Although I do not have one of these creepy little urchins under my own roof, I follow the antics of the many shelf elves residing among my Facebook friends. I have some pretty impressive friends who are up to their mistletoe in regular life (work, childcare, cooking, volunteer work, and occasional self-grooming) and holiday duties (sending cards, buying last-minute gifts for teachers and Secret Santas, tasting eggnog recipes), yet they STILL find time to cleverly hide the elf every day AND photograph it AND post it on Facebook so the rest of can marvel at how much energy all this requires.

Relax, dear ones. I am already thoroughly impressed if your Christmas card arrives before New Year’s Day and your photo doesn’t include an inadvertent wardrobe malfunction, as in this episode of Seinfeld.

As many of my Facebook friends graduate from the Santa years along with me, the elf pictures are a-changin’. In addition to having endless creative energy, my group of friends has a pretty twisted sense of humor (either that or the elves, having observed so much “naughty” behavior over the years, have become hopelessly corrupted).


Helping out in the kitchen


Watch out ladies, he’s a bit of a lightweight



An homage to a holiday classic

I guess the evolution of the elf isn’t so different from the evolution of celebrating Christmas with children. When they’re very little, everything is innocent and joyous. As we watch them experience their first snowfall and see their first Christmas tree aglow with lights, it’s hard not to feel the magic of the season. Then a little bit of your spirit dies the first time your child rips open a gift and complains that it’s not exactly what he wanted and why did his sister get something better and why must he write a thank you note if he already thanked Grandma on the phone?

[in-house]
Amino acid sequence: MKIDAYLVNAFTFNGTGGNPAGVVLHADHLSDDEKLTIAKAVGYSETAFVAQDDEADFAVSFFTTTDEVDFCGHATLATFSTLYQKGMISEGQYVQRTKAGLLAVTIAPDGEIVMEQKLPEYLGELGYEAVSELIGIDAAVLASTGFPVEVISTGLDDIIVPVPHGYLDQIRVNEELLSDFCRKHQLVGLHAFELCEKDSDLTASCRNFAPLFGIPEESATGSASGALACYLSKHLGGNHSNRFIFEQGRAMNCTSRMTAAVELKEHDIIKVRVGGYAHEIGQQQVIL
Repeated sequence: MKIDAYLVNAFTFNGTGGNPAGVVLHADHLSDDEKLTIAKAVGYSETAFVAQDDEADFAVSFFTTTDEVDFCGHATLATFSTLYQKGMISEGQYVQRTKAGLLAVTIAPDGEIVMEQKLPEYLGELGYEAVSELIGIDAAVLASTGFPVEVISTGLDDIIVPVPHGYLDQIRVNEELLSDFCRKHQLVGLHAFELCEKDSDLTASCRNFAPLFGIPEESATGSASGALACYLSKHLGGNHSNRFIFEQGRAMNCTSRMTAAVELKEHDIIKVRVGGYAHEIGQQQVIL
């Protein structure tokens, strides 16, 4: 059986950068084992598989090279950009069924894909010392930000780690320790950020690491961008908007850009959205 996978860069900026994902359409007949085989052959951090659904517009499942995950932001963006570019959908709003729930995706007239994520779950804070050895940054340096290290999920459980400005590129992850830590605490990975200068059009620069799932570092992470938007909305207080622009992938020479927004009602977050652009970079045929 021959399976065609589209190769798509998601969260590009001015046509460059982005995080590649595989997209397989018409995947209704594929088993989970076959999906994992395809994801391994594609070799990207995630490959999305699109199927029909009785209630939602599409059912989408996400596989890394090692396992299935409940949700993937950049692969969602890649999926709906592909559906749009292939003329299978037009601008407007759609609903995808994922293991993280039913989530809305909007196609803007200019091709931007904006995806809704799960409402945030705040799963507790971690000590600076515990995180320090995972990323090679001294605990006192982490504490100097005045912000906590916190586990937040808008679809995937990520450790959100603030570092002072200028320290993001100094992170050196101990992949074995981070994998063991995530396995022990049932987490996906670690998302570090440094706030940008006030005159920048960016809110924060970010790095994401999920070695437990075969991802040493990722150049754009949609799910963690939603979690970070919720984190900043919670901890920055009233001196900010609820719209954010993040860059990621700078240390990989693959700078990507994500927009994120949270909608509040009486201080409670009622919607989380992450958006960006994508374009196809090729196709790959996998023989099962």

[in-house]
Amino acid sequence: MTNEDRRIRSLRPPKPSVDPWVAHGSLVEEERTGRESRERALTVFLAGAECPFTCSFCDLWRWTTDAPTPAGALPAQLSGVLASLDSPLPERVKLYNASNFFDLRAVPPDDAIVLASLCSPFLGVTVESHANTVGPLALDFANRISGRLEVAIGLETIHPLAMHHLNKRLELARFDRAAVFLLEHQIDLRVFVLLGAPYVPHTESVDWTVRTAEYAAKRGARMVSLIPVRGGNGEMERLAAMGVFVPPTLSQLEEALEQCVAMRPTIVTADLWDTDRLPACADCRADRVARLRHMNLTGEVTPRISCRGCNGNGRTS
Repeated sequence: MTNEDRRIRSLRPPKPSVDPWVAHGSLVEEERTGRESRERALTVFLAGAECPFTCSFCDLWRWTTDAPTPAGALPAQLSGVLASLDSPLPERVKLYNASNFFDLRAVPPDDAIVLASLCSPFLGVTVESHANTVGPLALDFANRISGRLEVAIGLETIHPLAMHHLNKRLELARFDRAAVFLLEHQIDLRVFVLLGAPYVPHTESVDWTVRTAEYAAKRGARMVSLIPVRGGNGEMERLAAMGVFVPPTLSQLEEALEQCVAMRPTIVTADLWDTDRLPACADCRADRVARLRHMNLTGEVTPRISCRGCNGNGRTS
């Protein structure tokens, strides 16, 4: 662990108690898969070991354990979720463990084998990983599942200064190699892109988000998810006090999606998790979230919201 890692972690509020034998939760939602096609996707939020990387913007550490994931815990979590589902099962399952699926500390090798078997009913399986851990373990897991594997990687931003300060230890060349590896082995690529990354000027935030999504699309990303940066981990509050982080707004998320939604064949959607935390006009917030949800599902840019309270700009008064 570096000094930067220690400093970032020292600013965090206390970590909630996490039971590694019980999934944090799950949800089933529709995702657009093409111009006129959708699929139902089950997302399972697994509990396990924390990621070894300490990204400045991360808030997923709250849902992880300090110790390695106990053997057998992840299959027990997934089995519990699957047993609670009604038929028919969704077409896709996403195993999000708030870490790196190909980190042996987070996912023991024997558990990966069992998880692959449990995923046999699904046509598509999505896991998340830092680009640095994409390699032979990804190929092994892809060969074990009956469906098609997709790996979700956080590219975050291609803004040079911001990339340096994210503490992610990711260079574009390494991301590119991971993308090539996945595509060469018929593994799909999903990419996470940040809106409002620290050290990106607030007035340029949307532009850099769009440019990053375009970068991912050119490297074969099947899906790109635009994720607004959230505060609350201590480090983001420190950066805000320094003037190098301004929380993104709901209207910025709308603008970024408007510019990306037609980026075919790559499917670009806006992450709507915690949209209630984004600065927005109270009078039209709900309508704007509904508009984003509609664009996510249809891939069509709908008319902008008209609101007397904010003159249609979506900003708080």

As children become teenagers, the entire façade collapses. It’s been many years since I’ve sprinkled reindeer food on the front lawn, and now we simply eat the cookies together before bedtime on Christmas Eve.  This time of year, I just want to turn back the clock. I want to go back to the days when Christmas didn’t include the Elf on the Shelf or Facebook. The days before I had teenagers who are more interested in iPads than catching snowflakes.

I’ve decided the way to experience the true meaning of Christmas, to re-capture that spirit and innocence, is to celebrate as I did when my children were babies. Even better, I should celebrate the simplicity of the very first Christmas, and the very first baby. Remember that? nativity2